alastair at reid-consulting-uk.ltd.uk
Thu Oct 3 03:44:18 EDT 2002
> To be honest, I don't understand why you are so opposed to this.
I don't want to encourage people to write code which can't work on
Hugs and NHC. If we provide Haskell finalizers with the restriction
that they can only call C code, users will go ahead and write
finalizers which call arbitrary Haskell code and then the code won't
work with Hugs and NHC - portability is decreased.
So, maybe we should make Haskell finalizers work as well on NHC and
Hugs as they do on GHC? What would it take to do this?
I believe it would take a massive effort to make Haskell finalizers
work both for existing systems and new systems because:
1) Being able to write finalizers in Haskell is pointless
unless they can safely modify shared state. (Worse, it is
dangerous because unsafely modifying shared state leads to
race conditions which are unbelievably hard to track down.
Much harder than the debugging sessions that George envisages.)
Any useful form of Haskell finalizer requires the provision of
blocking synchronization which will require a complete rewrite of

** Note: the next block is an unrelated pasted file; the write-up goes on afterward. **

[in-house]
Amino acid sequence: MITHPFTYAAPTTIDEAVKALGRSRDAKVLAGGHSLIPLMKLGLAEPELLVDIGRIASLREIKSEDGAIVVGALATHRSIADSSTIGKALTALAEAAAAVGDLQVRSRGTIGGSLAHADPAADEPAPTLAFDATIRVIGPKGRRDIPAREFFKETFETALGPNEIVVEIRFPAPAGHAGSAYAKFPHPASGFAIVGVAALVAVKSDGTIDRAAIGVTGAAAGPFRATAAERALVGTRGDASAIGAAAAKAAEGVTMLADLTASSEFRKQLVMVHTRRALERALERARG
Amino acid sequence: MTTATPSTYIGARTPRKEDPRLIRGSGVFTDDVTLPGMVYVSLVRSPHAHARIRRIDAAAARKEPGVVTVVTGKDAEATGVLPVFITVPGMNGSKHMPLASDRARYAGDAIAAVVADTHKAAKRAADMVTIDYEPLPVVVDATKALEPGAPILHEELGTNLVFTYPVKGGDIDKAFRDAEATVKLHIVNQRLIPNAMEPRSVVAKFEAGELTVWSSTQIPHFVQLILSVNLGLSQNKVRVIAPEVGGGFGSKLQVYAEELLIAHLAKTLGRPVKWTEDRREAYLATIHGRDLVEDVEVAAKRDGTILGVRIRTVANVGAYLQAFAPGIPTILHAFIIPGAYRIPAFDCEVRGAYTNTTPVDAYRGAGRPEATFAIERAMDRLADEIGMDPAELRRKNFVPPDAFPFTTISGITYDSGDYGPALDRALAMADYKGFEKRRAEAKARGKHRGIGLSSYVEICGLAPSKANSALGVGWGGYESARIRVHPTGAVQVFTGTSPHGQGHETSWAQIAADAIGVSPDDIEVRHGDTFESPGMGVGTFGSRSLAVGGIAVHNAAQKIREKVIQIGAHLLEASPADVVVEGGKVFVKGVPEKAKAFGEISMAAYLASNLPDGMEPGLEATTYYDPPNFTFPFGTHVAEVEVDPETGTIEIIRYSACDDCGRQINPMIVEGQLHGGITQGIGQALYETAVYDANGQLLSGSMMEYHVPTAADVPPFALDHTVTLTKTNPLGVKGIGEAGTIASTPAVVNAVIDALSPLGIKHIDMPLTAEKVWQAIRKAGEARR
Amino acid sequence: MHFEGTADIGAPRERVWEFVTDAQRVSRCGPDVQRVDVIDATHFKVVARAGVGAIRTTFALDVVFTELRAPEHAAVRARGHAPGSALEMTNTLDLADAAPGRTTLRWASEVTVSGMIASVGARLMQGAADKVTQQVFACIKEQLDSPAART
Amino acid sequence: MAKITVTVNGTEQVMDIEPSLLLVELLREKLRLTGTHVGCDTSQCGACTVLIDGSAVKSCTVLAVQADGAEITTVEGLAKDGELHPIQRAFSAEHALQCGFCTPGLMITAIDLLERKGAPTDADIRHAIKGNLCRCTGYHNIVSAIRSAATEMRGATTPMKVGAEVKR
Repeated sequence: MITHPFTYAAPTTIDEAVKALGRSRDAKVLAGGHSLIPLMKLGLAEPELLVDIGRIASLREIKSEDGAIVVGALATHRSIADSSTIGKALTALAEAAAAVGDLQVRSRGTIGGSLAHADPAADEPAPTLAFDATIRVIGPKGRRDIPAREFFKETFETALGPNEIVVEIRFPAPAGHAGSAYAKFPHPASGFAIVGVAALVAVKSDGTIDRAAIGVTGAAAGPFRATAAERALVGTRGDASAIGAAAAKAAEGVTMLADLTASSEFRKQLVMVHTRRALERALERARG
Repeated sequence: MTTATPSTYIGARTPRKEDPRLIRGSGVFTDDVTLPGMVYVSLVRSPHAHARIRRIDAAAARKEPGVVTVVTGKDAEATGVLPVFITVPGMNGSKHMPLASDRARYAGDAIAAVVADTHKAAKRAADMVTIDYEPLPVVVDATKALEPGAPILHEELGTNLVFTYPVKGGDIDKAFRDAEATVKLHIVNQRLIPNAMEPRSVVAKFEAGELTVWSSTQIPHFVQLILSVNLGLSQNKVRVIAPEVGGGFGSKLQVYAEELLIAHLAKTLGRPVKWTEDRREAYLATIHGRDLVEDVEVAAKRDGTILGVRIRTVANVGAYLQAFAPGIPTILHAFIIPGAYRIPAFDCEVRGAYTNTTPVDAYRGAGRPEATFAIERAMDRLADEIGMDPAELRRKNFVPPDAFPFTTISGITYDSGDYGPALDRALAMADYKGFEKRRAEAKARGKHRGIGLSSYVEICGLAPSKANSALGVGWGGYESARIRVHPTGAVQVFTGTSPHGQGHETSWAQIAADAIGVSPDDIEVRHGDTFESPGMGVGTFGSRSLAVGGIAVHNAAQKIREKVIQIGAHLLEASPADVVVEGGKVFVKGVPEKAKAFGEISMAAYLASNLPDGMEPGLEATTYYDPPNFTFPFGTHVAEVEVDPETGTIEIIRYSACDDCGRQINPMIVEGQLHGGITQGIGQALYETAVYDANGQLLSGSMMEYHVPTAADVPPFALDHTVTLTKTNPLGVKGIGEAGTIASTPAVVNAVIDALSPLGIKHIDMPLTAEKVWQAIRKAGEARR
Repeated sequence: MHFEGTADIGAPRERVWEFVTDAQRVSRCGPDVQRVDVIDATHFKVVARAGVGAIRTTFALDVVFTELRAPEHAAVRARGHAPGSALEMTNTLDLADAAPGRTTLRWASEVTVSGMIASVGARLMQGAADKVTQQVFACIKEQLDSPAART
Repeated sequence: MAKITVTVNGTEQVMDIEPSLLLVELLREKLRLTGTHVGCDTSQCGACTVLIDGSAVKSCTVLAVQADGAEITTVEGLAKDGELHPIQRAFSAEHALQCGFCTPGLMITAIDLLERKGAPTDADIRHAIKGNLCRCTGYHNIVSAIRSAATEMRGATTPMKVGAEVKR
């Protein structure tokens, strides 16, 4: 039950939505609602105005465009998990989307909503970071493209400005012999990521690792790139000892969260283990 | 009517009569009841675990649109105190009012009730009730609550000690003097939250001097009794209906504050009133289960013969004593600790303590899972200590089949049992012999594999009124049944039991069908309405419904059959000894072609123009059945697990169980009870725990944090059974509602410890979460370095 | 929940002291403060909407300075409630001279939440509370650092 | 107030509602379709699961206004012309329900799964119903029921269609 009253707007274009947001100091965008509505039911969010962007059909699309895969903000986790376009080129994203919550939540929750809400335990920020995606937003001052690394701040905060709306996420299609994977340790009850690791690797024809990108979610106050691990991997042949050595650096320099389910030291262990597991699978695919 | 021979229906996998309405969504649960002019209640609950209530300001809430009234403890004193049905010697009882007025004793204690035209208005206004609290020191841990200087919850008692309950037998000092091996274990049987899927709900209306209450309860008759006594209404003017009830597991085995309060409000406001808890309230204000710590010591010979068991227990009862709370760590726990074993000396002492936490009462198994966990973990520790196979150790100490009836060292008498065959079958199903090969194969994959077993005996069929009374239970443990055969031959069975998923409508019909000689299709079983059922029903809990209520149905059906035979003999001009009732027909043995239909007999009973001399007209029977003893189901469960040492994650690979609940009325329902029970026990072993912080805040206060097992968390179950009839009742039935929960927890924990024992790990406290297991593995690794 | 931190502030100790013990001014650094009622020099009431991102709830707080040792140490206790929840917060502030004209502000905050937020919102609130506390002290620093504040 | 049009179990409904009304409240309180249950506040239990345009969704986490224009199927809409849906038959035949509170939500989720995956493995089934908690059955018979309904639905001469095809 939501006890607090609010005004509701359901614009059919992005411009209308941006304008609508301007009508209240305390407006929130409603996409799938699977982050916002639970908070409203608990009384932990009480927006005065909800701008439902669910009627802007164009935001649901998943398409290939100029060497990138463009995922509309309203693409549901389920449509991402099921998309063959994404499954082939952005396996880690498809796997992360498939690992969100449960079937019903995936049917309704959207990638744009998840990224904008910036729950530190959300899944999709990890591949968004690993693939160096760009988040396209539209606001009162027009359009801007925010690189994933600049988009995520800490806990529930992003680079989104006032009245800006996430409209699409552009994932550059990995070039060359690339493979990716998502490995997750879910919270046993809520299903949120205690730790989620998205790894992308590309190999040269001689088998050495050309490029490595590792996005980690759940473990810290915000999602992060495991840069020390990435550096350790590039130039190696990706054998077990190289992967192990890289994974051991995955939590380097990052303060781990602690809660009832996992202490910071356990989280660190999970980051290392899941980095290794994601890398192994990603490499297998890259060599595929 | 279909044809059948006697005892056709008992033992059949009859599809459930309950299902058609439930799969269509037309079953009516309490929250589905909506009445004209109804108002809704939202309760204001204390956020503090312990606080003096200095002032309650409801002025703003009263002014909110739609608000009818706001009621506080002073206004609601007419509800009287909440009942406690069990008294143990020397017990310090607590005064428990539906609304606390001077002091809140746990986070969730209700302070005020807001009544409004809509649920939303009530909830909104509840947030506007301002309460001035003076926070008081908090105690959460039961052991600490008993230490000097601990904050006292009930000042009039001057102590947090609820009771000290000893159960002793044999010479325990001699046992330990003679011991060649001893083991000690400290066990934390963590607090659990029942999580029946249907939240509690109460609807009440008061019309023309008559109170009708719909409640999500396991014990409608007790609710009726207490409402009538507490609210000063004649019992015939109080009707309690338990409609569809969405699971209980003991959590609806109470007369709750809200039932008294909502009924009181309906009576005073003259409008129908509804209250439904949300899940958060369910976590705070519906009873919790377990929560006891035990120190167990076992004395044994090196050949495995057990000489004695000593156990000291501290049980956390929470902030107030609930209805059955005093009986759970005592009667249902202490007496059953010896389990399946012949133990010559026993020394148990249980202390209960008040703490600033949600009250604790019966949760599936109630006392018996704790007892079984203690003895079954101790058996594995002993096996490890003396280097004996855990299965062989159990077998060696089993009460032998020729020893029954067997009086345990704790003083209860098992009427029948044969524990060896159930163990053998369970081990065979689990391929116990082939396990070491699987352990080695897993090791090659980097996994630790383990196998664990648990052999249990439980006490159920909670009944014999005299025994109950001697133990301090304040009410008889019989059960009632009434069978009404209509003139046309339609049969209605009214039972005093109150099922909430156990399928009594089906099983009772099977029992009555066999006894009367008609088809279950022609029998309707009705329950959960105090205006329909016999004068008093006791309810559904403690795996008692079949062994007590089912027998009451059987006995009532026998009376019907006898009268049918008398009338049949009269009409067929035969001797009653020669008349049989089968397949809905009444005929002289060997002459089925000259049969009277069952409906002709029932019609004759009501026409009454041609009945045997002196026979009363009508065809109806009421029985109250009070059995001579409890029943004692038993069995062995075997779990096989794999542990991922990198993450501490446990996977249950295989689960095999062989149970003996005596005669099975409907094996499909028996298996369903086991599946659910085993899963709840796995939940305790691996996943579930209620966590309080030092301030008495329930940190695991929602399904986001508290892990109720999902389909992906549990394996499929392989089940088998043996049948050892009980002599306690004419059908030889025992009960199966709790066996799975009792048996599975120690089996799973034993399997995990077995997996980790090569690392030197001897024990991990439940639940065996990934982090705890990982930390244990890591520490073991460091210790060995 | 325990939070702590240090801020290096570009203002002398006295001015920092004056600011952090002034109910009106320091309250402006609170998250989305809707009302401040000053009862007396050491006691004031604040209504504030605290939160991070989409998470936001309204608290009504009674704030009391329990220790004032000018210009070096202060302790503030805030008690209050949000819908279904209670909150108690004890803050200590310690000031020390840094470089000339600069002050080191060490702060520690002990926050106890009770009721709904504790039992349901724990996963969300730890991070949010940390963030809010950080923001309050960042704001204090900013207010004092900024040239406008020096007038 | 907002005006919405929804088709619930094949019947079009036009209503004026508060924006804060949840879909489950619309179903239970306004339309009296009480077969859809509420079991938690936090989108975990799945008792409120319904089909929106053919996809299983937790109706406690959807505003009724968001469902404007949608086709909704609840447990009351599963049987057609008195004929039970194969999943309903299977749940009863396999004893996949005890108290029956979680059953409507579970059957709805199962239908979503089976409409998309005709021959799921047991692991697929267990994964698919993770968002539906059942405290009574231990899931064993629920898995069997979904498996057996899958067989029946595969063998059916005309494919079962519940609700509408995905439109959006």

the runtime system and potentially decrease portability.
2) None of our Haskell primitives are intended for a multi-threaded
environment. Consider a pair of primitives that share a common
data structure like hClose and open. What happens if a finalizer
calls hClose while the main thread is in the middle of creating a
file? It probably works ok but we know from experience with
writing multithreaded code that the only way to be sure is to look
at the code.
In fact, we have to check it and every other Haskell primitive that
affects some shared structure. In other words, we have to vet a
lot of code to see if it can be used in a single-threaded way and
modify offending code by moving any allocations to the start or end
of the modifications.
We also have to keep this in mind every time we modify the
In short, we have to do most of the work of making Hugs support
preemptive concurrency: we have to provide blocking synchronization
and we have to rewrite our code as though a preemption could happen
on any heap allocation.
Plus, it makes maintenance harder because it makes it easy to
introduce race conditions.
> Why not find out whether SimonM's patch works? If it does, the
> problem is solved, we can use the nicer definition, and everybody is
As you know, testing for race conditions is very hard. We could test
and test and not see a problem and then a week into the release we get
a bug report. But, worse, the report also says that the bug goes away
if they make some small change to their code. The change will not
actually fix the problem, it will just change the allocation/GC
pattern so that the problem doesn't show up in the test.
Alastair Reid alastair at reid-consulting-uk.ltd.uk
Reid Consulting (UK) Limited http://www.reid-consulting-uk.ltd.uk/alastair/
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